Building a future together

About this time, during a philosophy class, Nick heard a presentation on Davenport’s chiropractic technology program. When he talked about this presentation with Jill, whom he was dating long-distance, the two of them soon realized that they could work together not only in the same field, but in the same practice.

With a new career goal in mind, Jill earned an associate’s degree in business administration and sales and marketing at the AIB College of Business in Des Moines, Iowa. She then enrolled at Palmer’s Davenport campus to earn her Associate of Science in Chiropractic Technology degree.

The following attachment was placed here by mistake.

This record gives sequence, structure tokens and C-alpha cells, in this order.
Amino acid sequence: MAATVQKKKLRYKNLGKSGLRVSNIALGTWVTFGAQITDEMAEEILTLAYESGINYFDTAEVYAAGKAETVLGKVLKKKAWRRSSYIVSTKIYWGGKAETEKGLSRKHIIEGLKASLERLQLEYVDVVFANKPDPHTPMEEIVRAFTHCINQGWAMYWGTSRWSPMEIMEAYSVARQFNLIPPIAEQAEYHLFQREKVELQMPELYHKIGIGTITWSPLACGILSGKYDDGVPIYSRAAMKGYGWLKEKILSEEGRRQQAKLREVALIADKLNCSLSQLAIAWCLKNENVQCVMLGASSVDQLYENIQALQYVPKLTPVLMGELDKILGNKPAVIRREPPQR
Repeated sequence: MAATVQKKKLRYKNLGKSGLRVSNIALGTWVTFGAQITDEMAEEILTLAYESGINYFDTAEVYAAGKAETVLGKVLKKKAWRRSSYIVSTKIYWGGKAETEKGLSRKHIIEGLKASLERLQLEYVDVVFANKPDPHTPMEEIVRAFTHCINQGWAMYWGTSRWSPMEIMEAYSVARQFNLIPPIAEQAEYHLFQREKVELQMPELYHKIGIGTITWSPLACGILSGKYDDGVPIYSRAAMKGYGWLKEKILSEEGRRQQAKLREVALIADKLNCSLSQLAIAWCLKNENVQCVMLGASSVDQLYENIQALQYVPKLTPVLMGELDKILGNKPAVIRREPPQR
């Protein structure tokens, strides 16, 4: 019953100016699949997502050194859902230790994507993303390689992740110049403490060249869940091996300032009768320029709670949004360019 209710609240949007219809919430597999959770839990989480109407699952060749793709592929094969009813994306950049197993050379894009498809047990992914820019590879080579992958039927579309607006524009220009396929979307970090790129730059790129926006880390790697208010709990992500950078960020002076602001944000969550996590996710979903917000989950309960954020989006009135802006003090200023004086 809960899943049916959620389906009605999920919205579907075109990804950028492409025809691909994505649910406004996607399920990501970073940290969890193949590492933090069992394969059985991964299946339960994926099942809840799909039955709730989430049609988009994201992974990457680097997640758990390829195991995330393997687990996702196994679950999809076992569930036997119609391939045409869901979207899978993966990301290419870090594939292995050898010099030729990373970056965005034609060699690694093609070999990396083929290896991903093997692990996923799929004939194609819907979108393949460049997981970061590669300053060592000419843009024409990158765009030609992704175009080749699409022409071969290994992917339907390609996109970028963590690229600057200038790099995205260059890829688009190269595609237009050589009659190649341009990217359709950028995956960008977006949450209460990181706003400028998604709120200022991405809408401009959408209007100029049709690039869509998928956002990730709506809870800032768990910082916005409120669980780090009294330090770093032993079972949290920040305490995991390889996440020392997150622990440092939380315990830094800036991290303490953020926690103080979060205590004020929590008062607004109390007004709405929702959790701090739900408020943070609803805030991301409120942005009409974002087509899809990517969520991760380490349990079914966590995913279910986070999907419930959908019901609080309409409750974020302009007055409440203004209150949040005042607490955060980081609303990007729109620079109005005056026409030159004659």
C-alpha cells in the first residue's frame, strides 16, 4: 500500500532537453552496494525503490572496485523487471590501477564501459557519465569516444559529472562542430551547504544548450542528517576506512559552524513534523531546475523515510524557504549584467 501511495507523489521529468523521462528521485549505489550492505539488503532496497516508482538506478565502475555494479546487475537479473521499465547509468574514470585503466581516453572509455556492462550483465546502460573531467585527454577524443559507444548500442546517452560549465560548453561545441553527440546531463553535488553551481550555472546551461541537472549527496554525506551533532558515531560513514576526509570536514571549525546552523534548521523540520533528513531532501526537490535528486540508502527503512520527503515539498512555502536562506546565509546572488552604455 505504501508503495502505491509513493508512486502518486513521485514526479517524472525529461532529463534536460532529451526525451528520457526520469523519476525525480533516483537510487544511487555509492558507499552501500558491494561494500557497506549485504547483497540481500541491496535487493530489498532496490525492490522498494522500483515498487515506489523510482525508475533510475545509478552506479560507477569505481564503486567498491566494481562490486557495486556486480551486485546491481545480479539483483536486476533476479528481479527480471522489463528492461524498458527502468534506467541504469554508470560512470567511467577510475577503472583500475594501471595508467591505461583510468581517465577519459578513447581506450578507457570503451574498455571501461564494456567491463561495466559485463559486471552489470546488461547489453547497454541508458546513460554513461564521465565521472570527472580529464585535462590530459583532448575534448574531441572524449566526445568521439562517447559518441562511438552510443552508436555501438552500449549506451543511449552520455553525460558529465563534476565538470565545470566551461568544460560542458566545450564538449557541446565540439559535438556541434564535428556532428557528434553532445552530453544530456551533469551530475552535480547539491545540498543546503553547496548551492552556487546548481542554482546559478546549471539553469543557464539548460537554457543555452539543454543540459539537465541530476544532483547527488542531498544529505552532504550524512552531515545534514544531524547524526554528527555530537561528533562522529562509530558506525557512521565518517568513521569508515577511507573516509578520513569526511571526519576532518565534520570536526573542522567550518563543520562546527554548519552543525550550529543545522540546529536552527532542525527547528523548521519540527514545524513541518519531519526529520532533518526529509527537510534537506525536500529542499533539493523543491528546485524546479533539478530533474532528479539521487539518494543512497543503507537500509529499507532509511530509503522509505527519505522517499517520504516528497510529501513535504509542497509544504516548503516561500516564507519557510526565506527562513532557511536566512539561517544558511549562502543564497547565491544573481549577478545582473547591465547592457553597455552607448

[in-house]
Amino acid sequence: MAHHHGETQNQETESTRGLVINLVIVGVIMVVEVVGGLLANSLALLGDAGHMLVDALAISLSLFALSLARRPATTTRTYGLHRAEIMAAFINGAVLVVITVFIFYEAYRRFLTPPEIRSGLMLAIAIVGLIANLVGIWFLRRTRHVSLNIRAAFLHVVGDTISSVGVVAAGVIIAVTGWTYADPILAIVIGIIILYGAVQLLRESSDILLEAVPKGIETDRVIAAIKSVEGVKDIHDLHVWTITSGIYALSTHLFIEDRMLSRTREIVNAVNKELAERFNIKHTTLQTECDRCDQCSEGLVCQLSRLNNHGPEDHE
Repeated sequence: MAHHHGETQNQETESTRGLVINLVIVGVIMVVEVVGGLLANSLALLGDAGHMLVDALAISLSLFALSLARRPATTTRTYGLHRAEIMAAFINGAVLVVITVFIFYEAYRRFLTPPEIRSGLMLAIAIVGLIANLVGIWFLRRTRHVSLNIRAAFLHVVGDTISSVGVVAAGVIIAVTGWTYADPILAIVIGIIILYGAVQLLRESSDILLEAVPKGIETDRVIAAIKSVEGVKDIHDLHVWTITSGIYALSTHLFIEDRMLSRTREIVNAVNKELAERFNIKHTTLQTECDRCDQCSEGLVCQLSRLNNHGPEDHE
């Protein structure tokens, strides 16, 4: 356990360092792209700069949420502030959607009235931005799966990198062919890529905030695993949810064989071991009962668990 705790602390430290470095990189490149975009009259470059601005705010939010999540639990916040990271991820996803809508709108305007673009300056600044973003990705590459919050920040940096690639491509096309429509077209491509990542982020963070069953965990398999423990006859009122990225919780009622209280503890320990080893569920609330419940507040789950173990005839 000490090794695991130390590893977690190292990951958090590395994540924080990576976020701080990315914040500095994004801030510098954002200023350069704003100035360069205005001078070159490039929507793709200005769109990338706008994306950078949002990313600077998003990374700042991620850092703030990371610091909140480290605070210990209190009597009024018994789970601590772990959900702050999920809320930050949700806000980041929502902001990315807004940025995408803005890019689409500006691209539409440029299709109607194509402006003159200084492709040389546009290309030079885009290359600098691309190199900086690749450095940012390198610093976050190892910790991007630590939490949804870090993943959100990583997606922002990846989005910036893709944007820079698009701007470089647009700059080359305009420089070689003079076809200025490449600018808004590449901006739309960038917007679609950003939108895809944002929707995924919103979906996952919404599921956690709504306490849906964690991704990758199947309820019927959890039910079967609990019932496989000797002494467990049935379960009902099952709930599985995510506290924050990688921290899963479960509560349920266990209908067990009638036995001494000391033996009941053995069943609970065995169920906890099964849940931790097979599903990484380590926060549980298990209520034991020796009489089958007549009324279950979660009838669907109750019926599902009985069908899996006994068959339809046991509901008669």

“I chose to do my internship at the Burt Clinic of Chiropractic,” Jill said of the clinic in Walcott, Iowa. It counts among its staff the husband and wife team of Mickey Burt, D.C., Davenport ’73 and Karla Burt, as well as sons Chad Burt, D.C., Davenport ’01, and Brad Burt, D.C., Davenport ’02. Upon her graduation, the clinic offered Jill a part-time position.

“Honestly, if I hadn’t worked there, I would have been completely lost once we opened here,” said Jill, adding that she often finds herself handling procedures at her own office similarly to how they were dealt with at the Burt Clinic.

Nick also sees the value of Jill’s association with the Burt practice. “It was a very good clinic to have as a role model,” said Nick, who also spent time there getting advice from all of the Burt doctors. “It gave me direction to say, ‘I want to be like this clinic.’”

Constructive advice